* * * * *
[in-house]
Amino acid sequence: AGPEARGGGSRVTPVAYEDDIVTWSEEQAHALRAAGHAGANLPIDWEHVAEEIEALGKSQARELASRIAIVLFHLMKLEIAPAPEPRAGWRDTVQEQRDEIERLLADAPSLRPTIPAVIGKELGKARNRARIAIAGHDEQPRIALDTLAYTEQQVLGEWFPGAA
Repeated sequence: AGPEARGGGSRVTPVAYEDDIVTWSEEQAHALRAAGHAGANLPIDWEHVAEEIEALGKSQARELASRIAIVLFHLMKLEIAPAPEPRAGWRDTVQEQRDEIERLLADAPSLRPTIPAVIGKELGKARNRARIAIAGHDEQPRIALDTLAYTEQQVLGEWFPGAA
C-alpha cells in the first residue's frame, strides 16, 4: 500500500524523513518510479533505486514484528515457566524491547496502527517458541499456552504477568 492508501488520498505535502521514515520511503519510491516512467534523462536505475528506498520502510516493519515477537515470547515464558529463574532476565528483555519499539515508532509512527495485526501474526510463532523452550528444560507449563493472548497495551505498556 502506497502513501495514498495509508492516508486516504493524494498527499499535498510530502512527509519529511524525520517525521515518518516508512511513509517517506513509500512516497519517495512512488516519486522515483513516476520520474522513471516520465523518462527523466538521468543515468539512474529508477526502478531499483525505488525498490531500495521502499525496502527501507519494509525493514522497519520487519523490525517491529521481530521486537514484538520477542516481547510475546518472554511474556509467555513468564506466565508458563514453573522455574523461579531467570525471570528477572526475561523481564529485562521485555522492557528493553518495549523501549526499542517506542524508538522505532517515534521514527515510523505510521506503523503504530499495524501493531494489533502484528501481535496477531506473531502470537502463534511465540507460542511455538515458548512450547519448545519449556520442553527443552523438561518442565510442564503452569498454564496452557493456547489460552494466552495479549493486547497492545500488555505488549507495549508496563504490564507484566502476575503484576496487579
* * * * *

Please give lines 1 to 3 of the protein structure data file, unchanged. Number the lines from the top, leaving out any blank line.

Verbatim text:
[in-house]
Amino acid sequence: AGPEARGGGSRVTPVAYEDDIVTWSEEQAHALRAAGHAGANLPIDWEHVAEEIEALGKSQARELASRIAIVLFHLMKLEIAPAPEPRAGWRDTVQEQRDEIERLLADAPSLRPTIPAVIGKELGKARNRARIAIAGHDEQPRIALDTLAYTEQQVLGEWFPGAA
Repeated sequence: AGPEARGGGSRVTPVAYEDDIVTWSEEQAHALRAAGHAGANLPIDWEHVAEEIEALGKSQARELASRIAIVLFHLMKLEIAPAPEPRAGWRDTVQEQRDEIERLLADAPSLRPTIPAVIGKELGKARNRARIAIAGHDEQPRIALDTLAYTEQQVLGEWFPGAA